Date of Award
Master of Arts
Masters Thesis-Open Access
This paper describes an investigation intended to: 1. observe the effect of electrolyte concentration on the stability of kaolin-water systems, 2. evaluate the relative sediment volume measurement as a tool for determining the stability of such systems, 3. assess the applicability of the Verwey-Overbeek theory of stability of lyophobic colloids for predicting the observed effects, and 4. determine if any correlation exists between the effects predicted by the theory and observed through the relative sediment volume measurement.
The relative sediment volume measurement will be shown to be dependent upon the efficiency of packing of the pigment particles, which in turn is dependent on the degree of flocculation or agglomeration of the pigment particles. Because of the relationship between relative sediment volume and degree of agglomeration, the measurement of relative sediment volume has been adopted by many workers in the area of pigment research as a valid measurement of the quality of dispersion. This paper discusses the validity of such measurements when the degree of flocculation is changed by the addition of electrolytes.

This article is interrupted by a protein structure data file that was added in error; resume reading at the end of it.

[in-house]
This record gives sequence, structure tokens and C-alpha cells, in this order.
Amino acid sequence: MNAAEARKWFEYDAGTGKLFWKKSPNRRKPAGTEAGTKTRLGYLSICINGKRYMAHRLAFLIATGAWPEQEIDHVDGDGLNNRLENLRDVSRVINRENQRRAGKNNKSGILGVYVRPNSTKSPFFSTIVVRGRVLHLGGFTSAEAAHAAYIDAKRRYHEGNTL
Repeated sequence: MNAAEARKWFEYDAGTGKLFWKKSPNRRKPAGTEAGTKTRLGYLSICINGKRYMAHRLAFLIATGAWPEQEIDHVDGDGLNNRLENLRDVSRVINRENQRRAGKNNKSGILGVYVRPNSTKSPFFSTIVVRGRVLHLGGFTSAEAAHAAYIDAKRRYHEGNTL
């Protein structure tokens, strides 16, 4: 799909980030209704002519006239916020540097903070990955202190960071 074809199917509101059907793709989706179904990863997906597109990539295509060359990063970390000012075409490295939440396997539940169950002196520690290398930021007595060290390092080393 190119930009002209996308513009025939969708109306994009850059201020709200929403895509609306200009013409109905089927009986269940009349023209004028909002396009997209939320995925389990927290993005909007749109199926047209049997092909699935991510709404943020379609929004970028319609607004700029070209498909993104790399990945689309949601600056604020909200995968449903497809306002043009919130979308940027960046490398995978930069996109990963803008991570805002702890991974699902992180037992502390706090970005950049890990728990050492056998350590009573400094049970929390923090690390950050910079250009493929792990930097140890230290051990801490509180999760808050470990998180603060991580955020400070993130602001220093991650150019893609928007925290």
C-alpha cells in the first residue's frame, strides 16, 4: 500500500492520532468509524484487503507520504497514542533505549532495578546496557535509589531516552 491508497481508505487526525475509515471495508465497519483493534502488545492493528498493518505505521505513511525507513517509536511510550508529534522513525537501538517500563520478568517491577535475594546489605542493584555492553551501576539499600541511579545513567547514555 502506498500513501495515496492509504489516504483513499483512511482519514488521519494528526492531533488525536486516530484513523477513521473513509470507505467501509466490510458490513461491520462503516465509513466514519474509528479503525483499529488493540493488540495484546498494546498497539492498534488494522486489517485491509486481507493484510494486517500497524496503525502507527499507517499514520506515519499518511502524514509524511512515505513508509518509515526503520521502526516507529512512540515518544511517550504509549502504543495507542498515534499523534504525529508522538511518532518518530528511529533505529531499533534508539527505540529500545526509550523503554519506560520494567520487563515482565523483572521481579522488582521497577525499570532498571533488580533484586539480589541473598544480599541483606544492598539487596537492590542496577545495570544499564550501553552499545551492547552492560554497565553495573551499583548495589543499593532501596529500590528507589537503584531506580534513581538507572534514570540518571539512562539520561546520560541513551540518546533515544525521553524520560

Kline, James E., "The Application of the Verwey-Overbeek Theory to the Relative Sediment Volume of Kaolin-Water Dispersions" (1966). Master's Theses. 4376.